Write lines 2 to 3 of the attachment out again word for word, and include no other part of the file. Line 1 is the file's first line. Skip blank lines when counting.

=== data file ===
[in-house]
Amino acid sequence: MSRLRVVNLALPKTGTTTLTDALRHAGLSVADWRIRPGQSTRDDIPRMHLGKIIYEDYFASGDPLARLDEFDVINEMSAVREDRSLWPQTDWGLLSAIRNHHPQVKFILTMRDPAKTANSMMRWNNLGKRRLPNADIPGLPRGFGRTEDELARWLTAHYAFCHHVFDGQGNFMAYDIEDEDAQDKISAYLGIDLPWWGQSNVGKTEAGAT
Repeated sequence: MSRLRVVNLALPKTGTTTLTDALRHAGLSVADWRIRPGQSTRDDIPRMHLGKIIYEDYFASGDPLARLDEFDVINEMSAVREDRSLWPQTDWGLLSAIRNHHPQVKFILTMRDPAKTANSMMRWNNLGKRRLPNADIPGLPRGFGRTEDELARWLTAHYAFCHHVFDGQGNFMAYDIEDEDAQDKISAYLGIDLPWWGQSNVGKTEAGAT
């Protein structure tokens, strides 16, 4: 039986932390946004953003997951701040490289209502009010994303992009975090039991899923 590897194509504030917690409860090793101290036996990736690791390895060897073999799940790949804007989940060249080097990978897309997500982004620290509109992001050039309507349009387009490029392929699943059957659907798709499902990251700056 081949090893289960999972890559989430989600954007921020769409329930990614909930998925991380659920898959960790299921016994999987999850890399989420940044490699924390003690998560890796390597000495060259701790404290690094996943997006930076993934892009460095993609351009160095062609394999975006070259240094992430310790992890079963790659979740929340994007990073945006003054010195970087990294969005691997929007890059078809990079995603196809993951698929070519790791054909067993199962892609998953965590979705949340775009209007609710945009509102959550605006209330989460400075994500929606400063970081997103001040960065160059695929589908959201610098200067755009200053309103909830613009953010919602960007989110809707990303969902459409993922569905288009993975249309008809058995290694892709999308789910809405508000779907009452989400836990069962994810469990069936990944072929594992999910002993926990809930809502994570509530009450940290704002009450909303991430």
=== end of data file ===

Amino acid sequence: MSRLRVVNLALPKTGTTTLTDALRHAGLSVADWRIRPGQSTRDDIPRMHLGKIIYEDYFASGDPLARLDEFDVINEMSAVREDRSLWPQTDWGLLSAIRNHHPQVKFILTMRDPAKTANSMMRWNNLGKRRLPNADIPGLPRGFGRTEDELARWLTAHYAFCHHVFDGQGNFMAYDIEDEDAQDKISAYLGIDLPWWGQSNVGKTEAGAT
Repeated sequence: MSRLRVVNLALPKTGTTTLTDALRHAGLSVADWRIRPGQSTRDDIPRMHLGKIIYEDYFASGDPLARLDEFDVINEMSAVREDRSLWPQTDWGLLSAIRNHHPQVKFILTMRDPAKTANSMMRWNNLGKRRLPNADIPGLPRGFGRTEDELARWLTAHYAFCHHVFDGQGNFMAYDIEDEDAQDKISAYLGIDLPWWGQSNVGKTEAGAT